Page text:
Special Report: Fractional Ownership

 - October 3, 2007, 12:37 PM

What began as a concept that met with outright skepticism and indeed some hostility by the established aviation industry has blossomed into a viable branch of business and personal transportation that continues to fuel manufacturers’ production lines, gobbles up flight crews and, at least for now, staves off recessionary pressures by keeping order books fat.

NetJets’ parent company, Executive Jet, claims that its fractional aircraft ownership program has introduced more people to business aviation during the last five years than the top five business aircraft manufacturers combined.

The concept of shared ownership of business aircraft gained additional credibility in 1995 when the first aircraft manufacturer– Bombardier Aerospace–started a competing program it named Flexjet. But unlike NetJets, which flew aircraft from several airframers, Flexjet limited its offerings to the stable of Bombardier business aircraft.

Raytheon Aircraft was the next manufacturer to jump on board with its Travel Air fractional-ownership program in 1997. Although it began with all-Raytheon equipment, it has since added two pre-owned Bombardier Challenger 601s.

Flight Options–now considered one of the Big Four fractional providers–elected to take a quite different approach when it began setting up shop in 1997. It acquired pre-owned aircraft when it went operational in October 1998. But the company has orders and options for 25 new Fairchild Dornier Envoy 7s, the business jet version of the company’s 728JET regional airliner.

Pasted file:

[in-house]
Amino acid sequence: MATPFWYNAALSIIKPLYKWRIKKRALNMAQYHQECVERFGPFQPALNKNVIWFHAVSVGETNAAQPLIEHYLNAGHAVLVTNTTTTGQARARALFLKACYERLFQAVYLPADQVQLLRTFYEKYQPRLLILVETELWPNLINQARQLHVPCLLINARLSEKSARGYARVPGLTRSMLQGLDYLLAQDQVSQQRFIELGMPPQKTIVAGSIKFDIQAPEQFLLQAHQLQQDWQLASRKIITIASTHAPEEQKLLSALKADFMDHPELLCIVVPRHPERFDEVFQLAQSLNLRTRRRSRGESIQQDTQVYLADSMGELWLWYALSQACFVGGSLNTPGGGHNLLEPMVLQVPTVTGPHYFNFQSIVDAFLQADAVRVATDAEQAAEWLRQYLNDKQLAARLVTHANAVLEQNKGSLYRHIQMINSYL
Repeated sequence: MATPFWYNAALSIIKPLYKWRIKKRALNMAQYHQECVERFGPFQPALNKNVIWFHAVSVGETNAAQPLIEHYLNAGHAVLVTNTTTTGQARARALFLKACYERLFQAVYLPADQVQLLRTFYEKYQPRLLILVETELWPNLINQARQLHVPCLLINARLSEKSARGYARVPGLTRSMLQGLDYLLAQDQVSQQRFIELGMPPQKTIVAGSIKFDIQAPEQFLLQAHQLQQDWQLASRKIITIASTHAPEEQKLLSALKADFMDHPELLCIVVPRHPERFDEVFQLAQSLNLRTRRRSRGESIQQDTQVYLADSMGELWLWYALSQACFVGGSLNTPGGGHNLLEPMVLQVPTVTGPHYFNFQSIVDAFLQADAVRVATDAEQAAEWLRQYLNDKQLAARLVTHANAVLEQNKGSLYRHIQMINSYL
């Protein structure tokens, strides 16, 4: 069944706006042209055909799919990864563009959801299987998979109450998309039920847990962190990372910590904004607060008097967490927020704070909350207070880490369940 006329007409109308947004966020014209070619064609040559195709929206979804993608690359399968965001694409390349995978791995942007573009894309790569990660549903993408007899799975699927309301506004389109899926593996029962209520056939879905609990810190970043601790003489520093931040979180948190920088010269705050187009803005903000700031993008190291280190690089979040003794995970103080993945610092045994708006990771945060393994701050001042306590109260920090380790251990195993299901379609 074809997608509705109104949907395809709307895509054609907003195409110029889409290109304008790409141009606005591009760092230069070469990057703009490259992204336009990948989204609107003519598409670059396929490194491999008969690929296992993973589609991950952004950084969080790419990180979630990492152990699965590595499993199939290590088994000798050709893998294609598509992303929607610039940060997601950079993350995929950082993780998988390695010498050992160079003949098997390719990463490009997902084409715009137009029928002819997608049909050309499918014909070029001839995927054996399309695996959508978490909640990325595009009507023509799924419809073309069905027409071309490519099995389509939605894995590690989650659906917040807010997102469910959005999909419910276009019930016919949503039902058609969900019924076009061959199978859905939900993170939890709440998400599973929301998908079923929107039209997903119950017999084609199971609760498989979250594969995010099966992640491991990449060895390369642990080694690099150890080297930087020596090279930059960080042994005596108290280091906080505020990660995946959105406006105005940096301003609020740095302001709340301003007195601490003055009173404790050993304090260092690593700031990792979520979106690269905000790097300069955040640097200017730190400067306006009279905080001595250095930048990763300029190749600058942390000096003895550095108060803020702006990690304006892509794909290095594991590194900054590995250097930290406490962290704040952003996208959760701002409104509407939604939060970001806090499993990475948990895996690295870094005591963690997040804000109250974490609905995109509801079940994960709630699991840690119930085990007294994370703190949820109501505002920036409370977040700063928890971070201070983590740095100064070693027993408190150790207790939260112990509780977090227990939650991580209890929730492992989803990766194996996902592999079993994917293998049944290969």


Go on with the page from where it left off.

The newest contender in the ranks of fractionally owned jets–although United Airlines announced its entry, it is not yet operational–is CitationShares, a partnership between Cessna Aircraft and TAG Aviation. The two companies announced their joint fractional program in July last year, initially aiming at entry-level frax buyers on the East Coast. Even though Cessna has hundreds of its products operating in other fractional fleets, this is its first semi-independent venture into its own shared-ownership venture.

It bought a 50-percent interest in TAG’s StarShares Holding, which was renamed CitationShares. Previously, StarShares operated new and pre-owned Raytheon King Airs within 700 nm of New York City for efficient regional travel in the crowded Northeast corridor.

While other fractional-ownership plans concentrate on jets, PlaneSense based its program on the Pilatus PC-12 turboprop. As part of aircraft management company Alpha Flying, PlaneSense boasts that the cruise speed of the PC-12 can deliver travel times comparable to those of a light jet on legs up to 700 nm.

Still another jet fractional-ownership company is Jet Linx Aviation, which operates two Mitsubishi Diamonds and two Beechjets within a 500-mi radius of Omaha, Neb. Don Seidholz, senior v-p of marketing, describes Jet Linx as unique in the world of fractional ownership. It sells shares in increments of 10 percent, but only up to 50 percent of an airplane. Half of the company’s business is charter, which he said “allows us to price our products much more competitively.”

As other fractional-ownership companies followed the NetJets lead, Santulli often has been quoted as saying he would rather have a large slice of a big pie than all of a small pie. And according to Aviation Research Group/US (ARG/US) of Cincinnati and AvData of Wichita, NetJets has very large slices–45.28 percent of the Big Four fractional provider fleet and 47.24 percent of the share owners.

Satisfied owners proselytize the advantages of having business and/or personal transportation available at a fraction of the cost of owning a whole aircraft, which causes Santulli to consider his competitors as complementary to the overall health of the fractional-ownership industry.